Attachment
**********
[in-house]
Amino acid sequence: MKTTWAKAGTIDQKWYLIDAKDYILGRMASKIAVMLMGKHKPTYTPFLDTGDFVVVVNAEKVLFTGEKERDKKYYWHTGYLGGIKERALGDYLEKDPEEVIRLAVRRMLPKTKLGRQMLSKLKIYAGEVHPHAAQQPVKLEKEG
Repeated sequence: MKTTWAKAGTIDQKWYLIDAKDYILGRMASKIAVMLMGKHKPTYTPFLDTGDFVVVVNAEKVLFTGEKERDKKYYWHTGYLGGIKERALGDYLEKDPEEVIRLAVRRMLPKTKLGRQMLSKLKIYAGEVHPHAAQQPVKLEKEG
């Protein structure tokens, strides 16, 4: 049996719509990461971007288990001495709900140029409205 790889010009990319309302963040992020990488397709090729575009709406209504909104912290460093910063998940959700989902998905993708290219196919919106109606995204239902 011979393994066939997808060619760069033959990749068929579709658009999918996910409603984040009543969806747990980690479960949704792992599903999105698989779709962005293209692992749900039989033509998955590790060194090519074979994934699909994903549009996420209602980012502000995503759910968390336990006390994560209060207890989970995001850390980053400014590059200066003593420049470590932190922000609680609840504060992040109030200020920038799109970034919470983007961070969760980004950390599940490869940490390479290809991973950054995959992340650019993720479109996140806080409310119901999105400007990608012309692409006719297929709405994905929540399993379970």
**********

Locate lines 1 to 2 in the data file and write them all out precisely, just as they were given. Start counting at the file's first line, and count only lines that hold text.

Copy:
[in-house]
Amino acid sequence: MKTTWAKAGTIDQKWYLIDAKDYILGRMASKIAVMLMGKHKPTYTPFLDTGDFVVVVNAEKVLFTGEKERDKKYYWHTGYLGGIKERALGDYLEKDPEEVIRLAVRRMLPKTKLGRQMLSKLKIYAGEVHPHAAQQPVKLEKEG